Klines inspire community with Common Good Box

September 30, 2018 | 3:06 am

Updated September 29, 2018 | 9:37 pm

Photo by Jacqueline Jordan

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A blue box at the corner of Poplar and West 5th Streets is a symbol for how the community cares for its own. The “Common Good Box” stays stocked with items anyone who needs can take.

The husband and wife duo behind the box is the Klines. Rebekah, born and raised in Owensboro, and Justin, a Nebraska native, met on a mission trip. They imagined they’d be missionaries overseas together, but for the past nine years, they’ve been serving right here at home. Commissioned by their church, Heritage Baptist, they’ve made their life on the west side a ministry of its own.

“When you think of missionaries you usually think of overseas,” said Rebekah, “But Heritage really had a vision for starting right where you’re at and Justin and I felt that way very much too — it starts right where you’re at, with your neighbor.”

Justin said they identified the neighborhood as a place to invest because they saw a lot of children coming from broken homes, and many without a father figure.

About nine years ago, Justin started teaching breakdance lessons and mentoring at the Neblett Center, and the couple started holding community cookouts on the west side — all while living on the east side of town.

“It became apparent that if we really wanted to have an impact we had to live (in the neighborhood),” said Justin. “In through these doors are the neighborhood kids, and to be able to have them over for pancakes on Sundays and things like that, we needed to be here and be available.”

And so they moved into the house at 5th and Poplar, and are now a hub for activity in the community.

“I think the thing that kickstarted everything was vacation Bible school,” said Rebekah. “We do it right out in the side yard, and the idea was to bring VBS to the kids.”

The program started with about 30 kids and has had more than 100 every year since. The Klines said it’s not your typical church Vacation Bible School with themes like dinosaurs or space. The themes are culturally relevant and geared toward the kids they’re trying to reach. This year the theme was “lit” and last year it was the 100 emoji.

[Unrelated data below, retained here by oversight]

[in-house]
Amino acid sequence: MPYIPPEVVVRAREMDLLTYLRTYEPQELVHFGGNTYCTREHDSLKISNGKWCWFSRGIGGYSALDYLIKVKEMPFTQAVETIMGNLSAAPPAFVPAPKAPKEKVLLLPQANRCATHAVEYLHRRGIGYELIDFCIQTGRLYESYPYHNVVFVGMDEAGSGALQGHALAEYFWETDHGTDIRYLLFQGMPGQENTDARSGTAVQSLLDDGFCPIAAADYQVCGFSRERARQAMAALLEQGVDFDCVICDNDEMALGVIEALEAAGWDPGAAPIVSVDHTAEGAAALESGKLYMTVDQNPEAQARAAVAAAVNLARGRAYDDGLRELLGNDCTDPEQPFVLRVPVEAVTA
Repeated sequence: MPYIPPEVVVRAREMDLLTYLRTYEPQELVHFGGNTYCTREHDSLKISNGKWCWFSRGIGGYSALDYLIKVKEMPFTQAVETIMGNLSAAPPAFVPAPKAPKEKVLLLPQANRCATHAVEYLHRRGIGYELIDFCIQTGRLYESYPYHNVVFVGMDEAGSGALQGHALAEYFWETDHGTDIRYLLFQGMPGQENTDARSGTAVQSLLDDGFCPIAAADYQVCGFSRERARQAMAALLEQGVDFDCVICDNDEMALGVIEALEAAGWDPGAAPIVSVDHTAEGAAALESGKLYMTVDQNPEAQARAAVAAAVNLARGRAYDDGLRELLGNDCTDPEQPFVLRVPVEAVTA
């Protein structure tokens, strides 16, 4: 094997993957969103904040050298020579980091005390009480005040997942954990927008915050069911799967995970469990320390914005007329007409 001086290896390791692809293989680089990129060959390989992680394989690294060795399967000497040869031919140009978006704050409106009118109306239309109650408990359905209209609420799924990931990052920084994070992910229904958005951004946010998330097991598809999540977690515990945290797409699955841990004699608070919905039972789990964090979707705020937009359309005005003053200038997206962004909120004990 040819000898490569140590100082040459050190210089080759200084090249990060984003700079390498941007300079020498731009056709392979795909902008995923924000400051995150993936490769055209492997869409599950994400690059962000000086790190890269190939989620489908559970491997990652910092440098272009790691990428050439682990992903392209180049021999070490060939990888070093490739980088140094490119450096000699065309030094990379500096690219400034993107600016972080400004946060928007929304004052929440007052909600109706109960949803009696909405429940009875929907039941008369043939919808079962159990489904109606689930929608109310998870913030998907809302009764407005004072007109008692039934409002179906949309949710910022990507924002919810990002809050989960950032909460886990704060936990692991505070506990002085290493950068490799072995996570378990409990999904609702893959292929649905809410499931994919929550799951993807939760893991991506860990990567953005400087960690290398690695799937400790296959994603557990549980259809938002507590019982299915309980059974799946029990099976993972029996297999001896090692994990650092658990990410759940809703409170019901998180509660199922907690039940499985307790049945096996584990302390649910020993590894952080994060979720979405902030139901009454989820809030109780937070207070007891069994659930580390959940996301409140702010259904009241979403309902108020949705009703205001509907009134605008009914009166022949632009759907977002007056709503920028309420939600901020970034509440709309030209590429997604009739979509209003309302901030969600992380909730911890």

One spin-off from the successful VBS is a weekly boot camp, offering a place where parents and children alike can come and work out for free with members of the community. All held on the Kline’s side yard.

“We have such a vibrant relationship with the children in the neighborhood, we wanted to do an outreach with the adults,” Rebekah said. As a professional personal trainer, it’s a perfect way to “use the gifts and talents I’ve been given to help others,” she said.

They also hold a yearly block party and do special holiday activities. But beyond the programs, it’s the everyday interactions that are meaningful to the Klines.

Rebekah said their purpose was driven by a verse from the Bible, John 1:14, “and the word became flesh and dwelt among us.”

“When we think about Jesus, that’s what he did. He dwelt among the people and he was available and people could come and ask him for things. And we want to be available,” Justin said.

“It’s letting kids come in after school when they get off the bus, it’s walking through the neighborhood interacting. It’s just the ordinary, nothing extraordinary, nothing glamorous moments,” Rebekah adds. “We’ve been through some scary things living here, as well. There’s violence and crime and shootings, but we feel very safe because we have such a clear calling.”

Justin said a couple of months ago some men in the neighborhood asked if the drugs and violence ever concerned him with regard to the safety of his family.

“I told him that those were the very reasons why we moved here. That was what we signed up for,” he said. “We’ve never felt more of a part of a community. And obviously, we stand out, we’re the minority here, but we feel like family because that’s the way that we’re treated.”

That community is the mindset behind the box of items in front of the house.

“It’s called the common good box because we don’t ever want to come across like ‘you guys need us, we can help you,'” Rebekah said. “The idea is you can come and bring something yourself and bless your neighbors or if you need something you can come and get it. I may need something one day and go out there and take it – it’s common good because we’re all in this together.”

They’ve met new people from all around the community who stop to donate, including regulars who have their kids stock the box on Sunday afternoons. People bring everything, from food to clothes and toiletries and supplies for back to school.

As it’s getting cooler, Rebekah suggested hats, scarves and other cold-weather items are a good idea for anyone who wants to donate, as well as items not available from the Help Office, like lightbulbs or feminine hygiene products.

Additionally, if anyone wants to join the boot camp workout, it’s every Monday at 6 p.m. at 5th and Poplar and it’s free for anyone in the community.

September 30, 2018 | 3:06 am

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